Unwitting artists paint with autumn's light
He was power-washing the railing of a neighbor's upstairs balcony, training a high- pressure nozzle on each wooden baluster, oblivious to the enormous white blossoms of mist forming above his head as the ricocheting water rose into the late-afternoon light. I stood at the curb, transfixed by the explosive beauty of these vapor clouds shot through with shafts of orange sunlight as arresting as the sudden sunlit glory that follows a passing storm. One incandescent blossom after another rocketed skyward with pyrotechnic brilliance, holding and refracting the light.
After a moment, the workman sensed my presence and looked up, unaware of the beauty taking shape just above his head. As quickly as he glanced my way, he returned to the task at hand, clouds continuing to burst into being about him. I watched another minute, seduced by this sudden rendering of light. How often are we the progenitors of a beauty we remain blind to, failing to lift our eyes to a splendor just above our heads?
On autumn afternoons it is nearly impossible not to be hijacked by beauty. The days are filled with glittering encounters. The air itself shimmers with the oblique, leaf-saturated light cast off by every phosphorescent bush and tree. Where, just moments ago, a uniform jade reigned - the dull and dusty green of late summer - a festive particularity now prevails, each branch declares itself in a final, flamboyant display, like the costumed children that run riot through these very leaves on the last night of October.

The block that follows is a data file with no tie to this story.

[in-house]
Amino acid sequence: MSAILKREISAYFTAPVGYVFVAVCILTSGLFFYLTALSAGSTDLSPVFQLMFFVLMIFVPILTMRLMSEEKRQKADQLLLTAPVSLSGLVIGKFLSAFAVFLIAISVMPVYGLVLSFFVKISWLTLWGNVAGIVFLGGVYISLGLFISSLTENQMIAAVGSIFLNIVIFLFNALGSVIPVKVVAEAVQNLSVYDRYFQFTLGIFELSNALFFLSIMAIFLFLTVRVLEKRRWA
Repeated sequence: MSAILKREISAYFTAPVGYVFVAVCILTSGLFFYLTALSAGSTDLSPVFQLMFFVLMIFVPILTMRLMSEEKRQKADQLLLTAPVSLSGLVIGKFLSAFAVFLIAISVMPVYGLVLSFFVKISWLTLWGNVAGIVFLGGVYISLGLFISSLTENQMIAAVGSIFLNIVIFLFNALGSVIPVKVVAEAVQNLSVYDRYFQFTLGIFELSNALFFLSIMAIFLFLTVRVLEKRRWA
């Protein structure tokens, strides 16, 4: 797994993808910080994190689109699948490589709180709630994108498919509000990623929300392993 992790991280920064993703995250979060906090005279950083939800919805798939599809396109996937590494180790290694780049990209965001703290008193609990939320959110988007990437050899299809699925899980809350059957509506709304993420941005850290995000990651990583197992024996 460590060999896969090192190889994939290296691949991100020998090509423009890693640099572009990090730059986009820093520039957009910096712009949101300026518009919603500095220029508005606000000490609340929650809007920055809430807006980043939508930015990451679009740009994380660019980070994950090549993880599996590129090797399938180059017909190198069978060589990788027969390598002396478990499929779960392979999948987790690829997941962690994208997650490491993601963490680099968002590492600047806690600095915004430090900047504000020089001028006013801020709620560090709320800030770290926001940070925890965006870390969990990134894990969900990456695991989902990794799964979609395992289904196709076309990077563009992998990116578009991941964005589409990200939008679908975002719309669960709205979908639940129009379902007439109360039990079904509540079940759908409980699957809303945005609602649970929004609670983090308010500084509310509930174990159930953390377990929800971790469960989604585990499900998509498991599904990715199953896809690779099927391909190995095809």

The air still held a measure of summer warmth as I continued my early evening circuit of the neighborhood, exhilarated yet despondent at the implications of these seasonal changes, the Northern Hemisphere tilting farther and farther from the sun. Soon all heat would vanish - and with it, all color. But then a starker beauty would prevail as dazzling as the crystal glint of a silent, snow-bleached meadow. Lift our eyes in any season, and we are greeted by majesty.
It was there in the house painter's spray and I found it again, moments later, at the schoolyard.
A father was pushing his young daughter on a swing, prompting squeals of delight each time his powerful hands sent her sailing into the blue. With reckless abandon, she leaned far back as the swing cast her skyward, her head dropping below her outstretched legs, her glossy, golden hair streaming behind her like molten flames. Here was not only light but music, the giggling glee of an enchanted child. "More, Daddy!" she cried each time gravity yanked her back from momentary weightlessness, every new push prompting an involuntary outrush of joy. I stood and watched as, time and again, her hair flew up into fair clouds about her flushed face, then spooled out behind her, a tiny miracle of motion that stopped me in my tracks. The girl's father, meanwhile, was distracted by the demands of another child in a nearby stroller. Here again, the creator seemed oblivious to the beauty he was creating with each push of his hands.
One last astonishment awaited me. Half an hour after sunset, the cooling night air began to pool in the valley near my house, coalescing into a thin fog that hovered just above the ground. From lamps burning in kitchen and living room windows came a lovely yellow radiance that probed the moist air with long, flamelike fingers that became holographic as I passed, light once again given heft and dimension by fine, suspended droplets of water. The simple act of flipping a switch had transformed the night, infusing it with a beauty lost upon those within.
It had been a day of such delights, beauty tossed off effortlessly by unknowing artists; a breathtaking, innocent enchantment of light, sound, and motion - autumn's unscripted pageant.